Welcome to TurkoTek's Discussion Forums

Archived Salons and Selected Discussions can be accessed by clicking on those words, or you can return to the Turkotek Home Page. Our forums are easy to use, and you are welcome to read and post messages without registering. However, registration will enable a number of features that make the software more flexible and convenient for you, and you need not provide any information except your name (which is required even if you post without being registered). Please use your full name. We do not permit posting anonymously or under a pseudonym, ad hominem remarks, commercial promotion, comments bearing on the value of any item currently on the market or on the reputation of any seller. Turkotek Discussion Forums - View Single Post - What are those?

Thread: What are those?
View Single Post
Old March 25th, 2012, 03:23 AM   #51
Jeff Sun
Members
 
Join Date: Jul 2008
Posts: 37
Default

Quote:
Originally Posted by Filiberto Boncompagni View Post
Hi Pierre,

Mmmmh….. You gave me the idea to check my “DICTIONNAIRE DES SYMBOLES” (Chevalier/Gheerbrant, Ed. Robert Laffont, 1993 re-print).

About “Phénix” - first mentioned by Herodotus [5th century BCE] (History, book 2) - it says it symbolized resurrection and immortality. “That’s why in all of the Middle Ages it was the symbol of Christ’s resurrection”.
As for the Dragon, in Christianity it was associated to the serpent in symbolizing the Demon or Evil (see St. George, the dragon slaughter )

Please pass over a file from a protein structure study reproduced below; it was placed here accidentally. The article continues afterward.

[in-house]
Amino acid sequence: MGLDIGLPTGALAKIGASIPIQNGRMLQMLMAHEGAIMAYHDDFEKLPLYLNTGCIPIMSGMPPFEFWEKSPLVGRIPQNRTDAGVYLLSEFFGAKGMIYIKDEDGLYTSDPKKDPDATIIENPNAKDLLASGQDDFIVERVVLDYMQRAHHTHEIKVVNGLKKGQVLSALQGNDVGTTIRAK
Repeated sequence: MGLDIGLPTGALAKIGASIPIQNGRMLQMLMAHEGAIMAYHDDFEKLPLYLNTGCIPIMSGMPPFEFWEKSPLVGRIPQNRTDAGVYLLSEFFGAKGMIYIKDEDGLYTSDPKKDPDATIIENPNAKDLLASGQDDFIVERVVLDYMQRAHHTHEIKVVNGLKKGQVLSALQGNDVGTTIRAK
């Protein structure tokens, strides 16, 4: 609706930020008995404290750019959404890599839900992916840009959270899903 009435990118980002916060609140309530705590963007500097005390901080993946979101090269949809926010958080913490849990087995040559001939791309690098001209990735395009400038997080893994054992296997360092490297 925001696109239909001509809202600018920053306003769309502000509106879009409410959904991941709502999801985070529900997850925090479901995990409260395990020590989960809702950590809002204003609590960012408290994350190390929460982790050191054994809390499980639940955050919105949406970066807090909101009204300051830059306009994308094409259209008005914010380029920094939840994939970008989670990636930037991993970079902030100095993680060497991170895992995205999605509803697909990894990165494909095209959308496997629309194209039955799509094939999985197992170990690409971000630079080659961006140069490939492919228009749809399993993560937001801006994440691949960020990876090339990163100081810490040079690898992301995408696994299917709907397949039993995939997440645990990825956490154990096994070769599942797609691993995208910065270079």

I guess that the “Phoenix and Dragon” iconography that was imported from the Orient (and whose meaning I don’t remember at the moment, but it goes beyond the Emperor/Empress) was adopted in Europe to symbolize the fight between the good and the evil.



Which doesn’t help us to find the origins of the “Phoenix and Dragon” rugs in those paintings but could authorize us to think that some (I say some) of them could even be European copies.
But this is only a theory…

Regards,
A word on the Dragon/Phoenix.

While the European concept of the Dragon may have some distant ties to China, the Phoenix does not. In fact the term "Phoenix" is just a western naming laid over top of a completely different Chinese Idea.

The western Phoenix, self-immolates and is reborn from the ashes in a Phoenician legend...hence the name Phoenix....from Phoenicia.

The Chinese legendary bird is actually called "Feng Huang"...which unfortunately sounds just a little like Phoenix..and is so called in the west, but does not share any of the western Phoenix's other traits and in-fact symbolizes quite different things and is depicted entirely differently. Doubtless some 17th or 16th century European trader making landfall in China first heard of "Feng Huang" and said ..."Ah...they must mean the Phoenix"....and the term stuck.

The only thing they have in common is they are legendary birds. They are not related to each other anymore than either are related to the Native American Thunderbird, Quetzocoatl, Garuda, the Arab Roc or Rodan. Ok. Technically the last one is a giant supersonic Pterydactyl and not a bird, but I think you all get the point.

Last edited by Jeff Sun; March 25th, 2012 at 04:00 AM.
Jeff Sun is offline   Reply With Quote